coastal nuclear plant
We have always known that tsunamis wreck lives and infrastructure. They devastate crops and economy but generally it was considered that the areas recovered, they rebuilt and moved on.
Then, on March 11th 2011 all that changed. A massive earthquake and tsunami overtopped sea defenses leading to the flooding of Fukushima Daiichi nuclear power plant.
A group of scientists have published a study in Natural Hazards Journal that identifies the areas of the world most at risk from a major tsunami. Based on that data it has been possible to identify 23 nuclear power plants in high tsunami risk areas. In total these 23 plants have 74 reactors. Four of the plants are currently expanding to house a total of nine more reactors.
Jose Manuel Rodriguez-Llanes, co-author of the study, and a researcher at the Center for Research on the Epidemiology of Disasters (CRED) said:
“We are dealing with the first vision of the global distribution of civil nuclear power plants situated on the coast and exposed to tsunamis”
The geographical risk factors mean that almost the entire west coast of the USA, the Spanish/Portuguese Atlantic coast, the Eastern Mediterranean area, the southern part of Oceania and Southeast Asia have added risk due to the presence of nuclear power stations.
There are currently 64 nuclear power plants under construction, 27 of them in China and 19 of thaose 27 are being built in areas that are considered to be geologically dangerous. South Korea, Pakistan and India are also currently in the building phase and all the plants have been identified as being in at risk areas.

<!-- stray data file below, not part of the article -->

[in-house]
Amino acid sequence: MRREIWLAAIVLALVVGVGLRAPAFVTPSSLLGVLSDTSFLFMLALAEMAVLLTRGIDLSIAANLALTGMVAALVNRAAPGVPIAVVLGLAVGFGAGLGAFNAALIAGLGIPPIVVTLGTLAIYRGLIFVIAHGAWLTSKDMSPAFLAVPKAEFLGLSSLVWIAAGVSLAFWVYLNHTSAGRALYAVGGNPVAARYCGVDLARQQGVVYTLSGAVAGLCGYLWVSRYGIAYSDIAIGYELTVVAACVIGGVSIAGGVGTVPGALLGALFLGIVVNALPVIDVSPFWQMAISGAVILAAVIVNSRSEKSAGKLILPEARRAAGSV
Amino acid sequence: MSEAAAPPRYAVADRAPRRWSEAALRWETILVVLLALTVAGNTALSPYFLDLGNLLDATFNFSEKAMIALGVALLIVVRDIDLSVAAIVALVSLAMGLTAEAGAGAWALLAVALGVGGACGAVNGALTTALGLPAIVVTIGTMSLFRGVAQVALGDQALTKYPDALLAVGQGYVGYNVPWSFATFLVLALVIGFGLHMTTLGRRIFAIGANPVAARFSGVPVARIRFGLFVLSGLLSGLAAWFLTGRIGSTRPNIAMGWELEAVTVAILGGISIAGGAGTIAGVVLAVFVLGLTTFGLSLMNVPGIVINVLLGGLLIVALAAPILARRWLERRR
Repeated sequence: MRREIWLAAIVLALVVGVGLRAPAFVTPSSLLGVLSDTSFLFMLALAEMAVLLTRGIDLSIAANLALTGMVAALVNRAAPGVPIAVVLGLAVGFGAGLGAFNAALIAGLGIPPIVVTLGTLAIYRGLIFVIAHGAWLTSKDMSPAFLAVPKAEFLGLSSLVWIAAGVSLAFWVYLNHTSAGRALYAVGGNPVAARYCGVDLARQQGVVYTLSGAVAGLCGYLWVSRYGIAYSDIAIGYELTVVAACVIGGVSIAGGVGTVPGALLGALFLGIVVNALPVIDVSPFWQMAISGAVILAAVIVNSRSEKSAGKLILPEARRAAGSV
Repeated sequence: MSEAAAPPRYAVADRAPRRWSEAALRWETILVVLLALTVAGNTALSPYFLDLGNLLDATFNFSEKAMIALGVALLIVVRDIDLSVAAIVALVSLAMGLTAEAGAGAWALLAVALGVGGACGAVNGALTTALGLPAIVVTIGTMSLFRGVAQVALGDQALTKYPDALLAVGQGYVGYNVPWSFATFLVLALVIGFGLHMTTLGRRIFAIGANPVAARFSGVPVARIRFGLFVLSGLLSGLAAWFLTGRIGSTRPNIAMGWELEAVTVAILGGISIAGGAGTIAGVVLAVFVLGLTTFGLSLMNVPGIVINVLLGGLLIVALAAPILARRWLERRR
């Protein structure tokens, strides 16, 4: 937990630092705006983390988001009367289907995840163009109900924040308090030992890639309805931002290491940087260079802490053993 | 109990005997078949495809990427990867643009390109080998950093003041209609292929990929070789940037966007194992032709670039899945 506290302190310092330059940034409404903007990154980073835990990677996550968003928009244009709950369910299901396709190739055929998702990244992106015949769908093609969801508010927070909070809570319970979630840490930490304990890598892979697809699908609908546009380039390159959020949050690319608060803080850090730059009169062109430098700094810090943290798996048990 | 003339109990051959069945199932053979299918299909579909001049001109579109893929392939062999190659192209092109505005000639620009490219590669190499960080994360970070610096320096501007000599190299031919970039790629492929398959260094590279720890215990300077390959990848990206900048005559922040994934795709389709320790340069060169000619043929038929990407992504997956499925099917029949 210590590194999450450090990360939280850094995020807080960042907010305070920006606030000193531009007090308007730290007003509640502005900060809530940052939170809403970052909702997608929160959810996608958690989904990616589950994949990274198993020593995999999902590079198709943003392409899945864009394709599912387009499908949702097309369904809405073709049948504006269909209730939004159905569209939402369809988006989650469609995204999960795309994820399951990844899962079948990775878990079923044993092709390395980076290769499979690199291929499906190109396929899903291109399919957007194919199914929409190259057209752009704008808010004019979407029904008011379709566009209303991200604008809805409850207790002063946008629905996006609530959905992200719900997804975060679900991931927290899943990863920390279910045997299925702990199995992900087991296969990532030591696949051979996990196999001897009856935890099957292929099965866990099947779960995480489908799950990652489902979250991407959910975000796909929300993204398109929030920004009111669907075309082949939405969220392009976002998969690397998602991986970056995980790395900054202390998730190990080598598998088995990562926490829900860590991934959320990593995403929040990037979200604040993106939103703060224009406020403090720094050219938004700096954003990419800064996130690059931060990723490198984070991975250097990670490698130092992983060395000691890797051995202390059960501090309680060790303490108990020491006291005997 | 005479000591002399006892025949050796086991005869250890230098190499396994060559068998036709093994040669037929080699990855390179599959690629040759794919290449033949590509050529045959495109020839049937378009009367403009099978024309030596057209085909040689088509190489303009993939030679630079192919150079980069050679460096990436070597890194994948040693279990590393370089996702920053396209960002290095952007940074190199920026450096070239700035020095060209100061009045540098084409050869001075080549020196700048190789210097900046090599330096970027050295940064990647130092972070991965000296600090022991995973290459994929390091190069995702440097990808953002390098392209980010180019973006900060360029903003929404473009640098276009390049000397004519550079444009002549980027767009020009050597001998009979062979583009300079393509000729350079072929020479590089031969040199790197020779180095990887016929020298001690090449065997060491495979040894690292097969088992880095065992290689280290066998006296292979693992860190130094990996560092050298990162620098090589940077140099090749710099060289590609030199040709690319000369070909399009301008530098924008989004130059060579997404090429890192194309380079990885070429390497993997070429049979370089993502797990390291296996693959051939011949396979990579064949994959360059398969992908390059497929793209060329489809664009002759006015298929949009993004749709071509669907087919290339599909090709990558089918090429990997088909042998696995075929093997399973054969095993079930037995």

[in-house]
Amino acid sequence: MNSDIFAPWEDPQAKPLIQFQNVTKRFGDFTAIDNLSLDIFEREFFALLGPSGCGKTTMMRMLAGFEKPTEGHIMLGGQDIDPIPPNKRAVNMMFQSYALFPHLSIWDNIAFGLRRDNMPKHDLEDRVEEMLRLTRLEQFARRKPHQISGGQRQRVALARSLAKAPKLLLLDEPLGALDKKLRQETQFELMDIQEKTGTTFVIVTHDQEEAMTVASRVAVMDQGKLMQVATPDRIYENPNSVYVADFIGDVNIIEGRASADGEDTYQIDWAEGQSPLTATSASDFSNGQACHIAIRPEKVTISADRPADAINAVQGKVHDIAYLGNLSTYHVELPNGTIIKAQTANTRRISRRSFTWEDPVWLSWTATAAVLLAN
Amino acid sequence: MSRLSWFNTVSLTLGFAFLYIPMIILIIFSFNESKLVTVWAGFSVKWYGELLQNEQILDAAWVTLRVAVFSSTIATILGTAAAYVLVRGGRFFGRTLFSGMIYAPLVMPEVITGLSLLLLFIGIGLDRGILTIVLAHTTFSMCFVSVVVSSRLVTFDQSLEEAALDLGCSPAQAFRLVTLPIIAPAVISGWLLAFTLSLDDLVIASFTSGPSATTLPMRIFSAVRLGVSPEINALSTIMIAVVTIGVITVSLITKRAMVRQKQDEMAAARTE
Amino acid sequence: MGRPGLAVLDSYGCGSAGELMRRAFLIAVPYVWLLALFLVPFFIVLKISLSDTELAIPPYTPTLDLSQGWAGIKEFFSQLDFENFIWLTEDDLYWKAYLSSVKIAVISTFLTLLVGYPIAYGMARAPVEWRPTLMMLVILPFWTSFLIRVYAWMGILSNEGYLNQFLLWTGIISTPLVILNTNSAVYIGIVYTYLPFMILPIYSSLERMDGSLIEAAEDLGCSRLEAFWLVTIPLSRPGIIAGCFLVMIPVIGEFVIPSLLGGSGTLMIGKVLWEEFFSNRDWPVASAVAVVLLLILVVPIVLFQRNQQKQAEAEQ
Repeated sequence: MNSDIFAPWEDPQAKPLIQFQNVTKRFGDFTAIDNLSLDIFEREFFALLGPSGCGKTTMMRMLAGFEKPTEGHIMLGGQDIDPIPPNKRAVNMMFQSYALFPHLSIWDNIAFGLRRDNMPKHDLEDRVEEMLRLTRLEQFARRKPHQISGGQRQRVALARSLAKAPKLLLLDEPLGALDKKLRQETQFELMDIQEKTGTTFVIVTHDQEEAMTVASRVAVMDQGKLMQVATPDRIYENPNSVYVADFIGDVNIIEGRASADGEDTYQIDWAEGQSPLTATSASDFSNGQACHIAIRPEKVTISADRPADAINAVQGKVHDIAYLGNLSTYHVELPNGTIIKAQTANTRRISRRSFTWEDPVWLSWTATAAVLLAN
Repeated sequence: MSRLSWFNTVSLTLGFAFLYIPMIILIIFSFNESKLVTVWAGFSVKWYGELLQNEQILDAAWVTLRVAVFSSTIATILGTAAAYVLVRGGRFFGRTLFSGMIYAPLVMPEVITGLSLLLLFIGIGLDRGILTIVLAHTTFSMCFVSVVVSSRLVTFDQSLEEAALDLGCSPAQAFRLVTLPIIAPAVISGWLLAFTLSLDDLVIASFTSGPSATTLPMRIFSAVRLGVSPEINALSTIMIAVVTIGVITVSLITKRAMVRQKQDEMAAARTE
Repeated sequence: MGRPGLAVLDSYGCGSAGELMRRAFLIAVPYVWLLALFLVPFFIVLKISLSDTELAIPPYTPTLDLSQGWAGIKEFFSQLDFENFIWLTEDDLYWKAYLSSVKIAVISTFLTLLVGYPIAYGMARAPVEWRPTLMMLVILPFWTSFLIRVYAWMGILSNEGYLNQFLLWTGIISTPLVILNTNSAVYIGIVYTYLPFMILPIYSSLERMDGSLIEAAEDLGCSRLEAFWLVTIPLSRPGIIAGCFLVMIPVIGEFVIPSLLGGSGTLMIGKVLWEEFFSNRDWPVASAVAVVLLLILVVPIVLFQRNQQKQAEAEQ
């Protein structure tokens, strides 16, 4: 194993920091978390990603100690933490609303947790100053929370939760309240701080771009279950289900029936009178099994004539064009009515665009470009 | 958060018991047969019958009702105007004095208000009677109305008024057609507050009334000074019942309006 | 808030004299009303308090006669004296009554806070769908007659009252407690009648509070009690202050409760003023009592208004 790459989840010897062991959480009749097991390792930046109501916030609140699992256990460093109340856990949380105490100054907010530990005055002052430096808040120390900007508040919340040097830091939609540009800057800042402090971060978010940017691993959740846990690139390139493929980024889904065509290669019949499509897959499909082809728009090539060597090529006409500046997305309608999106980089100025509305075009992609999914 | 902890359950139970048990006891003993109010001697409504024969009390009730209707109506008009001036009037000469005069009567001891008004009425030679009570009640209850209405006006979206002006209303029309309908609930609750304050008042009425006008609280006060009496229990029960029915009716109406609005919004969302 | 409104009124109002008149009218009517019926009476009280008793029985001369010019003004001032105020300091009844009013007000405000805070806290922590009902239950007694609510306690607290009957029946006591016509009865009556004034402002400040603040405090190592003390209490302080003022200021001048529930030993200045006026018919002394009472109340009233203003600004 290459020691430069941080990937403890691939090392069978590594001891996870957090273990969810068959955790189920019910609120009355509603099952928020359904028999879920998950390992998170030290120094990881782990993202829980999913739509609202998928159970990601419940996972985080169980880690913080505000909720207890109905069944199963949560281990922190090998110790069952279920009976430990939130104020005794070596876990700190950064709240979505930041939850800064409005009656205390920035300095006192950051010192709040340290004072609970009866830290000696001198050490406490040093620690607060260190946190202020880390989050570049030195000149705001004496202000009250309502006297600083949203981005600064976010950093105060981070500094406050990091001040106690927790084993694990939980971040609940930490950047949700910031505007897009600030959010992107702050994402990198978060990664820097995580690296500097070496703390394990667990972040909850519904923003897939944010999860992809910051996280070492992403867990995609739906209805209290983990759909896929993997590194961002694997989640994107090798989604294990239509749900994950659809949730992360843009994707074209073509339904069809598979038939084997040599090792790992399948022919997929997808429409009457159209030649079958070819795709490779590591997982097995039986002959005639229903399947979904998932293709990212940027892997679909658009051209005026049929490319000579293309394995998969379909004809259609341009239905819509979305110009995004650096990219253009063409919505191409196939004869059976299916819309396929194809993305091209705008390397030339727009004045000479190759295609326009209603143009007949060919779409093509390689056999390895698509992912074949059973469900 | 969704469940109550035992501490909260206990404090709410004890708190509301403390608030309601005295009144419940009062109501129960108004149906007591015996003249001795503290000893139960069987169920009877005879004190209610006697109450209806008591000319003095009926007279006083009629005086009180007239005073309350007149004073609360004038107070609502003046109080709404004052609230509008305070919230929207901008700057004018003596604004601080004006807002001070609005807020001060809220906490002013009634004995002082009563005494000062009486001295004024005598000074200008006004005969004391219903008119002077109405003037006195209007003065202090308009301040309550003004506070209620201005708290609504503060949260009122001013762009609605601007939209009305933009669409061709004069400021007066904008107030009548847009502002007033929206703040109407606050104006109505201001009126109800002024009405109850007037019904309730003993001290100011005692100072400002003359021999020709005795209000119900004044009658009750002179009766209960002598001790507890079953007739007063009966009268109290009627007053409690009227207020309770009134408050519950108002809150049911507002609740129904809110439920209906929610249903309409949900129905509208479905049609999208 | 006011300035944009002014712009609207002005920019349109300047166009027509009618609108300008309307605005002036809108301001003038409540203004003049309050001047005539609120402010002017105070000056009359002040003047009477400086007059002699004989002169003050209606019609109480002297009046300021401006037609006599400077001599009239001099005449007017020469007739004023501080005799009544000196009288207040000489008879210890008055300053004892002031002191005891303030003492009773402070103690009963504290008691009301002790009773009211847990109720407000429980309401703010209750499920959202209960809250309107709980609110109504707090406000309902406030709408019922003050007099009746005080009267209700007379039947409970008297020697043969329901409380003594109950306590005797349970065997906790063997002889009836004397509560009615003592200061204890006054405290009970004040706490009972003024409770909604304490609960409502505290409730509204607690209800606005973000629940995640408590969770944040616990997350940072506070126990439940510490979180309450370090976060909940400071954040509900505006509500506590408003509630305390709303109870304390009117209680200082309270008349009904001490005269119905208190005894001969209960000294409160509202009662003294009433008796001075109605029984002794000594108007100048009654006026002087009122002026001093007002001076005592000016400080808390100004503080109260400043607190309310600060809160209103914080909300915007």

Lead author of the study and researcher at the Geodynamics and Paleontology Department of the University of Huelva said:
“The location of nuclear power plants does not only have implications for the host countries but also for the areas which could be affected by radioactive leaks”
Some researchers believe the damage caused by the Fukishima disaster has been underestimated, in particular the increase in cancer mortality rates as time goes on. More can be read about reassessment of the health implications of Fukishima at: http://www.rsc.org/chemistryworld/2013/01/reassessing-health-effects-fukushima-daiichi-nuclear-accident
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Contributed by Chris Carrington of The Daily Sheeple.
Chris Carrington is a writer, researcher and lecturer with a background in science, technology and environmental studies. Chris is an editor for The Daily Sheeple. Wake the flock up!